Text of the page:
• A record listing the identification of relevant future management actions,
  • The specific circumstances in which the identified management actions would be carried out,
  • The specific circumstances in which they would not be possible to carry out,
  • In which order the identified management actions would be carried out,
  • Specify ongoing work needed to be able to ensure that the insurer is in a position to carry out these actions,
  • Specify ongoing work needed to be able to ensure that the insurer is in a position to carry out these actions,
  • Specify how the future management actions have been reflected in the calculations for best estimate or, for an internal model, of the probability forecast, and
  • Specify descriptions for any internal reporting procedure covering future management actions


In the past, many insurance companies’ financial and actuarial models have relied on static rules for future management actions. With increased demand for more sophisticated risk modelling, and Solvency II entering into force, realistic modelling of dynamic management are becoming more crucial to the management of insurance companies. 

One important distinction of management actions are management actions of dynamic and non-dynamic nature. Non-dynamic, i.e. static, actions are activities where future decisions will be executed in the same way regardless of actual circumstances. A decision calling for a pre-decided action without consideration of future conditions would be considered as static. E.g., an action defined as “when assets are required to be sold, sell all possessions proportionately regardless of future conditions” does not qualify as a dynamic management action. The strategy’s outcome is here already known from the outset. (Milliman, 2012) In contrast, an action based on constant re-balancing of the assets in order to target a pre decided asset allocation level is a decision depending on future circumstances and thus a dynamic one.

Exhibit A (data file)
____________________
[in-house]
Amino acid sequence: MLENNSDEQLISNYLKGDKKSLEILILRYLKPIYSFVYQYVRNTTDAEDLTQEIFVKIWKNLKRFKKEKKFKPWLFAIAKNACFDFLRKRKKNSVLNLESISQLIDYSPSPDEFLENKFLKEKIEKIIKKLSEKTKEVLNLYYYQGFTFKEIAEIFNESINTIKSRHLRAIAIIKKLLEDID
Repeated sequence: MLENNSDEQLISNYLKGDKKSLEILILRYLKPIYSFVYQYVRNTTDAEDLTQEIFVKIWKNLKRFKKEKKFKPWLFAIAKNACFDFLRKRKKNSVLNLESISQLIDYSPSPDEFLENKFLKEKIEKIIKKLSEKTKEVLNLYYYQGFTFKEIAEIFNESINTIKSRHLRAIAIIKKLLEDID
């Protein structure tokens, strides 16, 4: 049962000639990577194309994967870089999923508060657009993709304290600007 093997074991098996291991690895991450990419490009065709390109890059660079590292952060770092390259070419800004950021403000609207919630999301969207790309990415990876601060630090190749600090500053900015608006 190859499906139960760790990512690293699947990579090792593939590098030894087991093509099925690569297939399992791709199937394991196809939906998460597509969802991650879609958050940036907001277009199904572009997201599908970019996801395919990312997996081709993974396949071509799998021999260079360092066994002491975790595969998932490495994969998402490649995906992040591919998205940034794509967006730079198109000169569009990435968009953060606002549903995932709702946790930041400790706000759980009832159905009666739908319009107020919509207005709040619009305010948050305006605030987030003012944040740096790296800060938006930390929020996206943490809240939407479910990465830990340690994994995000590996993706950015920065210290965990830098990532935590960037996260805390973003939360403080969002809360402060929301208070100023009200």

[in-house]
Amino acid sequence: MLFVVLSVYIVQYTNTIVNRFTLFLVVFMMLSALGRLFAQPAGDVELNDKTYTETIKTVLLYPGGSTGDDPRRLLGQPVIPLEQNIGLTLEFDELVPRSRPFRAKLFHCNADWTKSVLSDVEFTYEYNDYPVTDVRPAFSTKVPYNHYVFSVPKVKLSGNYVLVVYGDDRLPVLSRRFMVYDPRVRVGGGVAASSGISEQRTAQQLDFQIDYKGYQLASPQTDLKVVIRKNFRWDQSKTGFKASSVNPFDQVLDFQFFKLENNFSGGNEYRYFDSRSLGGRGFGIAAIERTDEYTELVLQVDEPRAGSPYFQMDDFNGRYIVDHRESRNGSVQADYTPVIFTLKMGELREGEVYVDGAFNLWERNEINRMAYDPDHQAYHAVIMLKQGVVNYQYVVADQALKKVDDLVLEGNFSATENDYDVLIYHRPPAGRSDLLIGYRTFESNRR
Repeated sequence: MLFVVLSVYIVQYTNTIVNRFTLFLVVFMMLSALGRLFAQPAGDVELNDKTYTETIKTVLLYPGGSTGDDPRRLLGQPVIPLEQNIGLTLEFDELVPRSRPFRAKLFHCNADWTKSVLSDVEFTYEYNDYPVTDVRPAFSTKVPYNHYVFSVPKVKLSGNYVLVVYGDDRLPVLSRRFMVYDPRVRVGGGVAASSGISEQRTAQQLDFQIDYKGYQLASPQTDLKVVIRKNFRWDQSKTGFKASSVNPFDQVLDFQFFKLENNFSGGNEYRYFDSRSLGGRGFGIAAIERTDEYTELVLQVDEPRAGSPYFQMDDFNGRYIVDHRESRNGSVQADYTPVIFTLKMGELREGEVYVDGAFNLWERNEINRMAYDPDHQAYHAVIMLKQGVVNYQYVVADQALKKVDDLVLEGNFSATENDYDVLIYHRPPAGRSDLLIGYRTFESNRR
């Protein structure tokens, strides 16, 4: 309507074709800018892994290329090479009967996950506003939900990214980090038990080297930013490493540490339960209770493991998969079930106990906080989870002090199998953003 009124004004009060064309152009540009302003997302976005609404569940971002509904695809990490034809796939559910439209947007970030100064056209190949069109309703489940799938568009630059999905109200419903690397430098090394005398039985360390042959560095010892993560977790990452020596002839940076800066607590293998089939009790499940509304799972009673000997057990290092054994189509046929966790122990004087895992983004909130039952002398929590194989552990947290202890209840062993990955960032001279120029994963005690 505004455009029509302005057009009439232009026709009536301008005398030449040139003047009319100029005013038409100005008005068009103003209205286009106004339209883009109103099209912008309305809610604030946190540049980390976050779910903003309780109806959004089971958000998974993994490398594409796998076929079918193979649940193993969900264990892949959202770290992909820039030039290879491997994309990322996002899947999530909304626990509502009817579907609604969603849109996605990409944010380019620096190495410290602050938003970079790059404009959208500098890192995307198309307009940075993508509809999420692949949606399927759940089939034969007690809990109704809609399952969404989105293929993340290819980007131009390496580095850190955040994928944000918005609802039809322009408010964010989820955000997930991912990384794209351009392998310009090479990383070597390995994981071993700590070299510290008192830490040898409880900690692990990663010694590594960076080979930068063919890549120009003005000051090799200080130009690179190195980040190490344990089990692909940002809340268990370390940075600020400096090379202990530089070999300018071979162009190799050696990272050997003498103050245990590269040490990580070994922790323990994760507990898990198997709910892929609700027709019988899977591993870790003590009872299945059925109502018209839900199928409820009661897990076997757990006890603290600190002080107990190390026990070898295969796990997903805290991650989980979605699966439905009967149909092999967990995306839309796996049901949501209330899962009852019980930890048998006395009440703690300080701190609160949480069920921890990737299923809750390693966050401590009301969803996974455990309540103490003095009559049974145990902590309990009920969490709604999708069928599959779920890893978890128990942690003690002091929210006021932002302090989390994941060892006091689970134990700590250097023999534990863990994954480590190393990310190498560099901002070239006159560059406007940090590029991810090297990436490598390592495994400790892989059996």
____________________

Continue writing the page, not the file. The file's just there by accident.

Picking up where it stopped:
Single period models such as the standard formula for calculating SCR, is designed to capture risk at a time horizon of a fixed time period, e.g. one year. They assume that scenario stresses are performed instantaneously. As a result, the standard formula for calculating SCR do not naturally extend to include dynamic management actions over the one year horizon. (Moody’s Analytics, 2015) Dynamic management actions aimed at reducing the SCR of an undertaking do therefore in practice require a partial or full internal model.


In this article we have given a brief introduction to the meaning of management actions from the perspective of an insurance company. We have also cited and explained the requirements an undertaking need to fulfil under the Solvency II regulation framework, discussed the difference between static and dynamic management actions, and explained that dynamic actions require a partial or full internal models for SCR calculations. In the next article of this series, we will focus on methods for evaluating management actions within an internal model under Solvency II.


EIOPA. 2011, March 14. Report on the fifth Quantitative Impact Study (QIS5) for Solvency II. Accessed: 2015-10-12.

EIOPA. 2014, October 10. Commision Delegated Regulation (EU) 2015/35. Article 23 and Article 236. Accessed: 2015-09-17.

Lloyd’s. 2010, March. Solvency II - Technical Provisions under Solvency II Detailed Guidance. Accessed: 2015-09-16.

Milliman. 2012, July. Dynamic management actions. Accessed: 2015-10-02.

Moody’s Analytics. 2015, January. Quantifying the effect of dynamic hedging on 1-year VaR capital. Accessed: 2015-10-02.

Varnell, E., Kent, J., Ward, R., & Gilchrist, A. 2012. Insurers face challanges on management actions. Accessed: 2015-09-16.